Shuggie Otis “Freedom Flight”

As we all know, the oldest cliché in rock is the casualty list. There are the high-profile heroes of misadventure: Buddy Holly, Hendrix, Stevie Ray Vaughan. There are those that couldn’t handle success and took the ultimate way out: Nick Drake, Kurt Cobain, Jeff Buckley. But perhaps saddest of all are those huge talents who unaccountably chose simply to fade into obscurity, often in self-imposed seclusion: Brian Wilson, Peter Green, Emitt Rhodes . . . and Shuggie Otis.

Johnnie Velotes Jr was a precocious musical polymath. Son of extrovert jump-jive bandleader Johnnie Otis, Shuggie inherited the musical gene in spades, playing guitar, bass, drums, keyboards and vibes fluently before reaching his teens. At fifteen he replaced Mike Bloomfield in Al Kooper’s occasional all-star supergroup for the album Kooper Session: Al Kooper Introduces Shuggie Otis. In the same year he played bass on the sessions for Frank Zappa’s Hot Rats; that’s Shuggie’s bubbling, syncopating bass on “Peaches En Regalia”.

A year later the teenage prodigy released his first solo album, Here Comes Shuggie Otis, co-written and produced by his father and backed by the cream of Johnnie Sr’s session pals. The second followed a year later: its title Freedom Flight symbolised Shuggie’s breaking loose from his father’s patronage, with most compositions being credited to him alone and with a much smaller coterie of backing players, while Shuggie overdubbed his own bass and keyboard parts and wrote his own string and brass charts. But even this new level of creative control wasn’t enough: his third and final album, Inspiration Information, took three years to construct, with Shuggie playing everything bar the horns and strings which he scored. And then, at the age of 22, Shuggie Otis went into self-imposed retirement. Apart from occasional studio sessions for other artists and, recently, some low-key live appearances in Northern California, he’s remained silent and invisible.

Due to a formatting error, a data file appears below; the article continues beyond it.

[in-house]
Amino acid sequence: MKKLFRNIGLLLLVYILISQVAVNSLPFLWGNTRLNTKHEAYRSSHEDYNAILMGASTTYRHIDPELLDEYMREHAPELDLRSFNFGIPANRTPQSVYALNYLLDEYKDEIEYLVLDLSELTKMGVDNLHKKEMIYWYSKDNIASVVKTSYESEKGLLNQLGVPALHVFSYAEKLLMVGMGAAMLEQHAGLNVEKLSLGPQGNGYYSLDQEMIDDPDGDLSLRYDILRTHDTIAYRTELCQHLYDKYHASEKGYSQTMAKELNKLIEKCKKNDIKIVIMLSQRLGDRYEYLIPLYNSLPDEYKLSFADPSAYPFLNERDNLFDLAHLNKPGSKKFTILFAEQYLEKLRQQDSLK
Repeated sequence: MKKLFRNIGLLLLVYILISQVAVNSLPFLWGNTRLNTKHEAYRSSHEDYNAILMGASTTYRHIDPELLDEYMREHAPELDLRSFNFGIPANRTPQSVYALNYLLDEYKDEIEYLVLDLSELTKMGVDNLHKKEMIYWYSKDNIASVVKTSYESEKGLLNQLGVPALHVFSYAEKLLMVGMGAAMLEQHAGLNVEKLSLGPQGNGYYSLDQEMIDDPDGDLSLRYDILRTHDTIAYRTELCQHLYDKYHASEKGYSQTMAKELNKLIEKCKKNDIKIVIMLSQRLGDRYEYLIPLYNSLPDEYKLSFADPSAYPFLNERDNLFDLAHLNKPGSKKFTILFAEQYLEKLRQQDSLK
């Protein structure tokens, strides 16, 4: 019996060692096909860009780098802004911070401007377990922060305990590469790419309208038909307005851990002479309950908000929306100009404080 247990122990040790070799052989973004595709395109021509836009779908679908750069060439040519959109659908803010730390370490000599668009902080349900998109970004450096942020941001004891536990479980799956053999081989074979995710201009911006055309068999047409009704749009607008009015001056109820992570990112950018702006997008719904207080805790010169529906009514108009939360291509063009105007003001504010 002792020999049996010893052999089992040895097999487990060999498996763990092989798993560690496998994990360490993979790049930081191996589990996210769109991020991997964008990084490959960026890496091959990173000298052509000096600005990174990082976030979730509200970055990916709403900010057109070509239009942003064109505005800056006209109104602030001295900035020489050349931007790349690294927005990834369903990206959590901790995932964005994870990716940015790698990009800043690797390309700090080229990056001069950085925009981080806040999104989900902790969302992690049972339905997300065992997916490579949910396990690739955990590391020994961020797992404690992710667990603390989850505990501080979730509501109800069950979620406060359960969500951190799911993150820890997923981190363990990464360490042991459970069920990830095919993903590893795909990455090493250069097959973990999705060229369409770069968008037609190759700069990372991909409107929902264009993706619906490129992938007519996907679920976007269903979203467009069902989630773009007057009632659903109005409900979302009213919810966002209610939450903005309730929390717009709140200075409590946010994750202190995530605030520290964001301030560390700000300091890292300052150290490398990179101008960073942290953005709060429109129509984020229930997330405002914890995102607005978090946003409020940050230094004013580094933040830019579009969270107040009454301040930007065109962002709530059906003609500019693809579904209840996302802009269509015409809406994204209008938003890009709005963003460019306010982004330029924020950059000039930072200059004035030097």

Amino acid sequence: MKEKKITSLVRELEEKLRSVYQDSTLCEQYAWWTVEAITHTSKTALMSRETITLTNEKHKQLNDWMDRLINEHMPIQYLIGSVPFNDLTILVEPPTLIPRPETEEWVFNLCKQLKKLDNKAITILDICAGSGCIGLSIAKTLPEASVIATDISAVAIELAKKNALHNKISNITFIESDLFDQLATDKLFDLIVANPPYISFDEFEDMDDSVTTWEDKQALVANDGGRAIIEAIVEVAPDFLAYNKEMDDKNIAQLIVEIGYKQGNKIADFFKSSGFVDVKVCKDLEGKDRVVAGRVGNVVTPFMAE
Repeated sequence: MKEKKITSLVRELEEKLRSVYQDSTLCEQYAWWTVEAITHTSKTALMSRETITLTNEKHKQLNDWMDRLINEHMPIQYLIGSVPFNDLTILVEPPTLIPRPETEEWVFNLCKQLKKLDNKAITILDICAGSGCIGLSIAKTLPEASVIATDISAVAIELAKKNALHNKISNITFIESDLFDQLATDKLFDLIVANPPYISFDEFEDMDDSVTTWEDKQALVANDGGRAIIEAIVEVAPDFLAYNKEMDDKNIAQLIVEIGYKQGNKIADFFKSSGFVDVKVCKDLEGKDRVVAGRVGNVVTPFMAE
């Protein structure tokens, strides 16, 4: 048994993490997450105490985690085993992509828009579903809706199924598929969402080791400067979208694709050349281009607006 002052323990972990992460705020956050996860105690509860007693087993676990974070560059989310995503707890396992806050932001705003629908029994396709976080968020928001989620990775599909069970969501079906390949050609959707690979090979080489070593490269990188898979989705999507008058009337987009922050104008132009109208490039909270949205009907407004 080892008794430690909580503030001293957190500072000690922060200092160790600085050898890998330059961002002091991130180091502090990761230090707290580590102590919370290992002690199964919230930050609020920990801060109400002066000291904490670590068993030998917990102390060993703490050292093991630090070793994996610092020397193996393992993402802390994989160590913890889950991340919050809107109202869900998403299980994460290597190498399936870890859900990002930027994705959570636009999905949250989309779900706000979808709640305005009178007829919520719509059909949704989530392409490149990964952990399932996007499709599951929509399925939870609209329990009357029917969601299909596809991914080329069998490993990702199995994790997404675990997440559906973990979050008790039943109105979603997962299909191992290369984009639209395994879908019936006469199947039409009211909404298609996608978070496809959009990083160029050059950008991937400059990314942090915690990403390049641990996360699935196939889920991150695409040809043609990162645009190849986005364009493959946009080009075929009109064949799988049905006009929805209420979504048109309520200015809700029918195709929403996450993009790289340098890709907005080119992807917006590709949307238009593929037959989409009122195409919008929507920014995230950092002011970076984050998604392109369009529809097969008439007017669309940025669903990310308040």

The first album is an enthusiastic freshman romp through blues and funk, showcasing Shuggies’s youthfully exuberant guitar; the last is an introspective, sensitive effort that unites soul and jazz in what would now be called ambient soundscapes, way ahead of its time but with a curiously vulnerable, unfinished quality. Freedom Flight is undoubtedly his most-realised collection. The blues/funk axis carries over from Here Comes, notably on the killer opener “Ice Cold Daydream” and the sole cover, Gene Barge’s “Me And My Woman”, but with a far more mature, considered approach to his guitar playing from the eighteen-year-old virtuoso. The album also nods in other directions; the gorgeous psychedelically-tinged California soul of “Strawberry Letter 23” with its astonishing coda, the restrained modal slide guitar work on “Sweet Thang” and the guitar/flute dialogue that ends the joyous “Someone’s Always Singing”. But the big surprise is the title track, which moves unexpectedly into the most melodic of free jazz with the guitar improvising against tenor sax, Fender Rhodes and a ubiquitous wind chime for thirteen minutes, and not a wasted note anywhere – Shuggie’s absolute masterpiece. This points toward the third album, and the direction he’d probably have taken thereafter had he stayed the course.

One reviewer called Shuggie Otis the link between Sly Stone and Stephen Stills; personally I’d say between Mike Bloomfield and Curtis Mayfield. But such comparisons are subjective and irrelevant. If you want to follow up this brilliant, enigmatic young musician’s brief career on CD, Inspiration Information was reissued on David Byrne’s Luaka Bop imprint in 2001 with four key tracks from Freedom Flight included as bonus cuts, while the first two albums reappeared in full as a twofer on the excellent Raven label from Australia in 2003. Both releases are unreservedly recommended.